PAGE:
The Edge of Dark Water
When I’m pushing Joe R. Lansdale’s The Bottoms on somebody, I’ll usually tell them that it’s in the same vein as To Kill a Mockingbird, kind of. Except it’s exciting, and has blood, and scary stuff. And those people, they usually come back and tell me, yep, that’s about the sum of it. And: where can I read the rest? Which means they’re ready for A Fine Dark Line, Sunset & Sawdust, that line of books — they evoke the region better than anybody else writing, and they’re also snapshots of a particular time, but they’re never that kind of nostalgic that whitewashes the era or gets all syrupy with sentimentality.
And, though Lansdale does tend to stick to the East Texas he knows, that’s not at all to limit him to being a ‘regional’ writer. Even (just) a ‘Texas’ or ‘southern’ writer. No, the issues he’s dealing with, always, they’re big, they’re human, they concern us all. What he’s always dealing with is how to be a good person in this world. And, sure, there’s blood, there’s killing — the imagery in Leather Maiden‘s far from pretty — but there’s always a kind of ethical boundary in his work, too. It doesn’t make you feel safe — that would be an insult (to Lansdale) — but it makes you trust him. And not that kind of trust where you know this writer’s so in love with his characters that he going to spoon feed them a happy ending, no. Never. But, every last time, every Lansdale I’ve read, you always go away satisfied. That this was right, this was proper.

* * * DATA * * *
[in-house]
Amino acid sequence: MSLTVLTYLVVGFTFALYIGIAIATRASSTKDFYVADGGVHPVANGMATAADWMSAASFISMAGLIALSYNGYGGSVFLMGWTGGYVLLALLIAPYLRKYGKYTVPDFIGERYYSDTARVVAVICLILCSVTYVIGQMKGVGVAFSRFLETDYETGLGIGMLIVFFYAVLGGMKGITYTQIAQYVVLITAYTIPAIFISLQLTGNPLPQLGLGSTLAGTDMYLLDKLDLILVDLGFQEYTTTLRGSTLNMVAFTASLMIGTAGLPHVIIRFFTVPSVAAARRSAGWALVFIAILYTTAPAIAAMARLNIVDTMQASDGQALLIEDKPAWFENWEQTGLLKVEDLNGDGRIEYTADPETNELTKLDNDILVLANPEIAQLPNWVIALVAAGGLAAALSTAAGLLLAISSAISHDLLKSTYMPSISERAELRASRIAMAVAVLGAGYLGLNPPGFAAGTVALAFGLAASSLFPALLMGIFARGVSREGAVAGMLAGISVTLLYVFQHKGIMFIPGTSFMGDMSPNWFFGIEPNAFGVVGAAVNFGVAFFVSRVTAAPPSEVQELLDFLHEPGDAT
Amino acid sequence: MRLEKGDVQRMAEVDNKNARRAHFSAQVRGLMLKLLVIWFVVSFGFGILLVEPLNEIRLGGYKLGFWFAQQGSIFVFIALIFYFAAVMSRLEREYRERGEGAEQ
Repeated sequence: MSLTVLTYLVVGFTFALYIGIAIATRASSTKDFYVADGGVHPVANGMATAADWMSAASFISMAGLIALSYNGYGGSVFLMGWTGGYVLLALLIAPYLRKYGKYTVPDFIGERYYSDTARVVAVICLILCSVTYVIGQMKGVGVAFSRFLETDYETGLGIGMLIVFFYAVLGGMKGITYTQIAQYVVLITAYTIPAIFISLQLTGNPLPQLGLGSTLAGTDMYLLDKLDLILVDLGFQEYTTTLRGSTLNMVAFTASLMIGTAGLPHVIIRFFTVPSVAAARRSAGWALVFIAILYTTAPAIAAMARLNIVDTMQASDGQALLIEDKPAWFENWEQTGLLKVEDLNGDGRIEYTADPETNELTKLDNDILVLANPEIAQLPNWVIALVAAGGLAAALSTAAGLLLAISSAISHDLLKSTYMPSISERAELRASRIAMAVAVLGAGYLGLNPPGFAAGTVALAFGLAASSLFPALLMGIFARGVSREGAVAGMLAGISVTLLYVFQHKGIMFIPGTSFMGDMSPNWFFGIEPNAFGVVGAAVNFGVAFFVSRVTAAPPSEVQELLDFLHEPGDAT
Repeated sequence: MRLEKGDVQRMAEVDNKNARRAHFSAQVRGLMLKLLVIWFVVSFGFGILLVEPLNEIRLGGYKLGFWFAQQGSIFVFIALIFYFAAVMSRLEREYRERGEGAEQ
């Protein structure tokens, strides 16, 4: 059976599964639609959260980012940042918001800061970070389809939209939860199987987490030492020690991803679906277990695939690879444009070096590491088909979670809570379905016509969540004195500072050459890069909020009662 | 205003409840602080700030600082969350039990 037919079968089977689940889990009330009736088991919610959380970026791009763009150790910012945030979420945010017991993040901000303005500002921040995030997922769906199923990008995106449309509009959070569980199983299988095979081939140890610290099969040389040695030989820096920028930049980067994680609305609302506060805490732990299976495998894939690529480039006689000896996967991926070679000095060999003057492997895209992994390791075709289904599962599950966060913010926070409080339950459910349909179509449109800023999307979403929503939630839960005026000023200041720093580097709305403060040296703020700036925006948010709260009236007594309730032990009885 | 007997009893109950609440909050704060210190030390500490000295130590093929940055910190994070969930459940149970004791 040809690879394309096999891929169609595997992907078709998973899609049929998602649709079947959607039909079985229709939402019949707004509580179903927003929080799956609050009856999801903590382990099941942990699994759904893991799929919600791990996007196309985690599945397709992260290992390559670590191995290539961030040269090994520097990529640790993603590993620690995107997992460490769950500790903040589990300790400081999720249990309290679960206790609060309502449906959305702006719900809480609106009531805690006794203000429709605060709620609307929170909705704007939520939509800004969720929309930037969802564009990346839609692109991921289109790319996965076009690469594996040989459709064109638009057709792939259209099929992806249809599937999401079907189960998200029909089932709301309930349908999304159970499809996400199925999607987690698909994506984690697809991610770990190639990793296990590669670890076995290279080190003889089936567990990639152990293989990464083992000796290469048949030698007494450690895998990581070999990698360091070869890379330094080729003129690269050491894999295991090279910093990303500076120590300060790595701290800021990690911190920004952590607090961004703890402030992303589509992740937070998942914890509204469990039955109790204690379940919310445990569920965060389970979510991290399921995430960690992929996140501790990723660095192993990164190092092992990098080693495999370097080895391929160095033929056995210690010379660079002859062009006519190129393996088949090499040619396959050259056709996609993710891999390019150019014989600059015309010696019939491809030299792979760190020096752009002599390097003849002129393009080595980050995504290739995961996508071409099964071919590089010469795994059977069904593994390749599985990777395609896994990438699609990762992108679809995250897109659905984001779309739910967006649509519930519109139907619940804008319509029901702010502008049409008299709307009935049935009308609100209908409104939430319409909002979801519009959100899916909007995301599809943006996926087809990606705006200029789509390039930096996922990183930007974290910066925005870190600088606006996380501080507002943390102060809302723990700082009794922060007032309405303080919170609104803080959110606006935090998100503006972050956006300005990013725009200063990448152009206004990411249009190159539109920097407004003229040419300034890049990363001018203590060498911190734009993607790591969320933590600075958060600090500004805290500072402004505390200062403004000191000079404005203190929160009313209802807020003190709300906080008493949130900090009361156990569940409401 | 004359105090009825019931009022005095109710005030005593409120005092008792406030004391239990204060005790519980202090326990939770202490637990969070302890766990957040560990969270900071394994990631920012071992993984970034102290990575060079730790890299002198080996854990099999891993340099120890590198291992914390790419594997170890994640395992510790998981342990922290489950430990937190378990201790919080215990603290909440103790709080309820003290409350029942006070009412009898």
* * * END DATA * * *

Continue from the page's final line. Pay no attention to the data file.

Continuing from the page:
So, those people I loan my precious hardback of The Bottoms to, they get turned on to the good stuff, and burn through it fast, and soon find themselves peeling through all the Hap & Leonards (that than which there’s maybe nothing more fun), and then, if they’re lucky, they get here, to this month. To The Edge of Dark Water. It’s Lansdale operating at his most authentic best. It feels like a story he had to tell, like it was scratching to get out. And, yeah, it’s being marketed as kin with Huck Finn, and rightly so, I think. Twain and Lansdale are cut from the same cloth, I suspect. But Lansdale’s got a lot more of the thriller writer in him than Twain ever did. He’s been writing mysteries too long to not incorporate that into everything he writes. And so it is here. You can call Dark Water picaresque and extract what commentary you want from it, of course, but at its center, it’s plain old solid storytelling. The kind that keeps you turning the pages, that gets you to inhale the book in two days. To skip your lunch hour so you can sit at your desk and go back to this place. So, this is less a review — I suck at actual reviews — and more just me, telling you that this book is worth picking up, is worth living in. It’s one of those that, after you close it, you realize that you’ve left a little piece of you in there with these people. And that you’d have it no other way.